Monday, August 8, 2022
Aug. 8, 2022

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No. 9 Kansas State women knock out No. 8 Washington State


RALEIGH, N.C. — Washington State put Ayoka Lee at the top of its scouting report.

It was apparent early on in the No. 8 Cougars’ clash with No. 9 Kansas State that the emphasis was on making things difficult for the 6-foot-6 center.

But even after making just one field goal in the first half, and her Wildcats trailing at intermission, Lee never lost focus.

“That was definitely just a struggle in the first half,” Lee said. “Things just opened up more as we continued to play together. This was kind of a grind-through-it game. We kept working hard.”

Lee finished with 20 points and 15 rebounds as Kansas State overcame a frustrating defensive scheme from Washington State and won 50-40 in the first round of the women’s NCAA Tournament on Saturday.

A second-team AP All-America selection, Lee rallied in the second half to lead the Wildcats (20-11) to their first tournament victory since 2017. Brylee Glenn added 14 points for Kansas State.

Washington State (19-11) was powered by Charlisse Leger-Walker’s 20 points on offense. Ula Motuga grabbed 14 rebounds and scored five points.

Defensively, the Cougars used a total-team effort in an attempt to stifle Lee and disrupt Kansas State. Early on, it worked. Washington State led by as many as nine points in the first half and held Lee to just six points in the first 20 minutes.

“We struggled getting the ball to Lee, and she struggled finishing early in this game,” Wildcats coach Jeff Mittie said. “But we kept our focus. When shots weren’t falling, we dug deep today.”

The Wildcats got their offense humming in the second half, breaking off runs of 12-1 and 8-2 to erase the deficit. Key in those runs were free throw shooting, as Kansas State knocked down 15 of 16 from the charity stripe in the second half.

Kansas State was opportunistic too, and turned 18 Washington State turnovers into 13 points.

“I’m just really sad and disappointed in how we played,” Cougars coach Kamie Ethridge said. “K-State was awesome in the second half, made great adjustments and just really caught us standing still.”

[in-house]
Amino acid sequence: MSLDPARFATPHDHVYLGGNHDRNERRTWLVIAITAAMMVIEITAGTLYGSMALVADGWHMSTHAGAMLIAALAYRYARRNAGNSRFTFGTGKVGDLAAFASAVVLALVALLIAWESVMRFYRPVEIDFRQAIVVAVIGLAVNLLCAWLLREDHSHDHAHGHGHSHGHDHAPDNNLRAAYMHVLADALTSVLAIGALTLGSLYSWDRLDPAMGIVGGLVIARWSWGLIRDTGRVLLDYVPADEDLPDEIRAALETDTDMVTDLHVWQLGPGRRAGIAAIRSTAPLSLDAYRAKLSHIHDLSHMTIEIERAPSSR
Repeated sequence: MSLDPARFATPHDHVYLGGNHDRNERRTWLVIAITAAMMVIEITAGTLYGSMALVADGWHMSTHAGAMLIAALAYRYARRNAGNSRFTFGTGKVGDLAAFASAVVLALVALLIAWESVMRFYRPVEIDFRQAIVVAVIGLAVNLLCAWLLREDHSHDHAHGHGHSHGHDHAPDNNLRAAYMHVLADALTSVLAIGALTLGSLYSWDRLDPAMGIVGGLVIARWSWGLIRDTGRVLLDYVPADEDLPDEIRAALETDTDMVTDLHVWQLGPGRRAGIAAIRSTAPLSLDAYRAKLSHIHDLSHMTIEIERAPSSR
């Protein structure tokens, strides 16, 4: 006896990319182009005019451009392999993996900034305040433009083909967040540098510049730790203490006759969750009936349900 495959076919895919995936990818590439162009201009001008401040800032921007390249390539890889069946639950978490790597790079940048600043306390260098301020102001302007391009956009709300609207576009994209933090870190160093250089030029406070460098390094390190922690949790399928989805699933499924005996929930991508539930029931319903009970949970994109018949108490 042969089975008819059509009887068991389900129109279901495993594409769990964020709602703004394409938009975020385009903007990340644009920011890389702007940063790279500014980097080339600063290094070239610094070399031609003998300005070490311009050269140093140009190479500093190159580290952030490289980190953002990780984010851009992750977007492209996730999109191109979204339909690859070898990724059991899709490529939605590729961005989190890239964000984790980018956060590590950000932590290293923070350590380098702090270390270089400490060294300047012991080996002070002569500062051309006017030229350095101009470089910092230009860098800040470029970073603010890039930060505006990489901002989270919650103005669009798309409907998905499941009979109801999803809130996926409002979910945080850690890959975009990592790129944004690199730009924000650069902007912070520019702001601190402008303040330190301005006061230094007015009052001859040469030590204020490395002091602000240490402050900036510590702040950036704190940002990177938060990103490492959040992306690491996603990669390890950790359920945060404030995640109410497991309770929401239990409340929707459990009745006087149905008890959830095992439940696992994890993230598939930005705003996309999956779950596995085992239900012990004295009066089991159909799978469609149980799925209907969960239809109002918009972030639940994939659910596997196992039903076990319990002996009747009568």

The Wildcats didn’t allow the Cougars to make a field goal in the final five minutes of the game.

“Defensively, I liked what I saw,” Mittie said. “And we’re moving on because of it.”


Kansas State: Lee wound up finishing with close to her scoring average of 22.4 points per-game. She was freed up a bit after the Wildcats got back-to-back three-pointers to fall in the second half. Still, the Wildcats will have to shoot sharper overall if they want to advance to the Sweet 16 for the first time since 2002. Their field goal percentage of 26.4% on Saturday was their second-worst of the season.

Washington State: The Cougars couldn’t sustain their airtight defensive play that mucked up the first half. Washington State is still searching for its first-ever NCAA Tournament victory in program history. Leger-Walker’s older sister Krystal is out of eligibility, but Charlisse and the rest of the Cougars starters are expected to return next season.

“I really want to believe that our foundation is really solid,” Ethridge said. “I love the fact that we’re still pretty young and that we have everybody coming back, and our challenge for that group is to consistently get better.”


Kansas State held Washington State to just three makes from behind the arc. That’s tied for the least amount of 3-pointers the Cougars have made in a single game this season, and the Cougars’ 13.6% shooting percentage from deep was their second worst of the season.

“I thought we had a good feel for where they were trying to get their 3’s,” Mittie said. “One of the things we wanted to do was running them off the 3-point line. I thought we made them shot-fake and step-aside on some plays. We were committed to guarding the 3.”

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